Media

Meet Rupa Shenoy, the new voice of WBUR’s ‘Morning Edition’

“I’m not naturally drawn to being a host, I’m very shy.”

Rupa Shenoy lizlinder.com

A new voice began greeting listeners starting the day with WBUR’s “Morning Edition” this past October.

Morning Edition:

Rupa Shenoy took over the host chair from veteran journalist Bob Oakes, who stepped away from presenting the morning news program for a new chapter as he eyes retirement. 

Born and raised in Iowa, Shenoy told Boston.com there were many factors that sparked her interest in journalism, but she recognized at a young age the impact she could have in communicating information clearly.  

The University of Iowa graduate recalled how when she was a kid, she was waiting for her mother to take her to a piano lesson when her mom’s co-worker arrived and told her that her mother had been in a car accident. 

Advertisement:

“I had 30 seconds to leave a note for my dad,” Shenoy said. “And I just left one sentence, like, ‘Mom was in a not-serious car accident, this is where we are.’ And later he commented, he said, ‘You told me exactly what I needed to know in the order I needed to know it.’ And I was like, ‘Huh, OK.’ And that was always ingrained in me, that this is what I do best, and it’s really useful. And when you can be useful, that’s good. I also just like really helping people, who maybe can’t articulate their story, get their story out there.”

Out of college, Shenoy worked for the Chicago Reporter, a race- and poverty-focused magazine, before landing at a daily newspaper and then the Associated Press.

Shenoy said she realized while working with the Associated Press that she wanted to have more of an emotional impact with her stories. 

“I wanted something that people felt and basically that’s always been my thing, impact,” she said. “And radio really struck me as something that gets close to people. I mean, you really have a one-on-one relationship with people, so that’s why I made that move.”

Advertisement:

She headed to Minnesota Public Radio, then to Boston to do investigative reporting at GBH. While at the station, she started a podcast, “Otherhood,” which focused on the children of immigrants and race and identity. The podcast was picked up by Public Radio International, and Shenoy began putting together 20-minute reported pieces for the “The World.” After the election of former President Donald Trump, she transitioned to reporting full-time on human rights. 

Now, she’s shepherding Bostonians through the biggest news of the day each morning at WBUR. 

Boston.com spoke with Shenoy recently about helming “Morning Edition,” the transition from reporting to hosting, and what she hopes she’ll bring to the show as her tenure continues to unfold.


The interview has been edited for length and clarity.

Boston.com: How have the first four months been in the host chair?

Rupa Shenoy: It’s a relief to not have anxiety about it any more — because I’m not going to pretend like I had done this before. I had hosted a podcast, but live radio for hours on end — I’d not done that. And I did not sound great in the beginning, I’ve got to say. I made a lot of mistakes. And people were super supportive, just emailing me and tweeting me encouragement. I really have to say thank you to people for tolerating me while I was getting past the nerves and just making a fool of myself on the radio. And hopefully now I sound better because I really feel like I’m getting to know them, and I really feel like I’m being more comfortable with live radio.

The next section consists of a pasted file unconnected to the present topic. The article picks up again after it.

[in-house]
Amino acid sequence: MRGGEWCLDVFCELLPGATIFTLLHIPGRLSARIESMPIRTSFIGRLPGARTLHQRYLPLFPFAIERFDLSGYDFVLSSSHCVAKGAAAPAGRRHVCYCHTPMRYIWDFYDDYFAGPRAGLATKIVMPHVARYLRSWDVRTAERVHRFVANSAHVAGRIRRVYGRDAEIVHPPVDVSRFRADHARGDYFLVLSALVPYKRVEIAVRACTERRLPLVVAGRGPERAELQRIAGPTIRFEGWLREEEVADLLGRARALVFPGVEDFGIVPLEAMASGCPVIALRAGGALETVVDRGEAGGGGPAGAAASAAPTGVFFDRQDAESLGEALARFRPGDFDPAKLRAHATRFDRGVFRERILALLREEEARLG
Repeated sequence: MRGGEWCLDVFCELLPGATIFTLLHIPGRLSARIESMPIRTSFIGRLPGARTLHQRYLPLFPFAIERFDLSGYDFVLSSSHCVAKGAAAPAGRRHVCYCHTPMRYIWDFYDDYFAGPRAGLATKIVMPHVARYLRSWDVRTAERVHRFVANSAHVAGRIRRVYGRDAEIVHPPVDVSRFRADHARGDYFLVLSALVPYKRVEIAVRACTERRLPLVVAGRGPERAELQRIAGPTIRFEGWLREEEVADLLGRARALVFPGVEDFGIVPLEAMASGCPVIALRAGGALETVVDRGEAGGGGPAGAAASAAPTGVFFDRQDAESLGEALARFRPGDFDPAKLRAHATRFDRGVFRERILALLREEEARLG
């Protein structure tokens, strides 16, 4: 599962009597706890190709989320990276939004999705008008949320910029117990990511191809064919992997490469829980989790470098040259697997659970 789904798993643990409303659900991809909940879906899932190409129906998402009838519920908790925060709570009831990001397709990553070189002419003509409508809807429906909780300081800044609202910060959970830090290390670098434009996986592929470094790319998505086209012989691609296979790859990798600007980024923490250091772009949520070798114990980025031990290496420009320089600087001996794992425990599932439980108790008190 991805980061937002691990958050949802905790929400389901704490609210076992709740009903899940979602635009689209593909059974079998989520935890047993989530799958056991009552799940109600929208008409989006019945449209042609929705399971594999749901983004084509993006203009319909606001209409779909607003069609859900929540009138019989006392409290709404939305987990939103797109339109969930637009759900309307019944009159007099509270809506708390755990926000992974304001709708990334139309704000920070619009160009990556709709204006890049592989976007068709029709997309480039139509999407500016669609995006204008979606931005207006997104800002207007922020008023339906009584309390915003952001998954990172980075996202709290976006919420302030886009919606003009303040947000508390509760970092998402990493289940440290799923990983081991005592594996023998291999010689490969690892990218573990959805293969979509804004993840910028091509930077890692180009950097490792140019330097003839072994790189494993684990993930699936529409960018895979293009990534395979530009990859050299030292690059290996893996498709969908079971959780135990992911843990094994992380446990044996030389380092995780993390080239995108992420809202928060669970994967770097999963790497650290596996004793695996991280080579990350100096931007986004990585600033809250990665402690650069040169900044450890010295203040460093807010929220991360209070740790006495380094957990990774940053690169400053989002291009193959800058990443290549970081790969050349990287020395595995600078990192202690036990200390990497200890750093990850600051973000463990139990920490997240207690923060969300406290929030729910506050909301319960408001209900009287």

What has it been like transitioning from being a reporter to serving as host?

As a reporter … to a certain extent you can make everything happen yourself and you have time to catch your own mistakes. You’re not part of a team. I’m definitely part of a team now. I’m very lucky. We just hired a field producer for me, so I get to have someone who’s completely devoted to helping me report. So it’s not just hosting, it’s also getting out there and doing what I love to do, which is reporting. But yeah, I depend on a group of people who are very good at their jobs, but I’m just not used to that. So that’s the transition. Also just to having power — not power, but that people kind of care more what I say, and that was not the case before. 

What has been the most different or difficult change that you didn’t expect with this transition?

The biggest problem was making mistakes on the radio. And people say that people actually like when people make mistakes on the radio because it makes them feel closer to them. But when you’re the person making the mistake on the radio, you feel humiliated. Just like layers of shame every day. So that was definitely the most difficult thing. And that’s what Bob [Oakes] told me in the beginning. He’s like, “Don’t get hung up on your mistakes.” And of course, I totally did. But — I did not think this would happen at the time — but I’ve gotten used to it, and I don’t feel as awful every time I make a mistake now. Because you would think it would be very easy just presenting the news, but it’s not. It’s not easy to sound perfect all the time. 

What has surprised you about the job?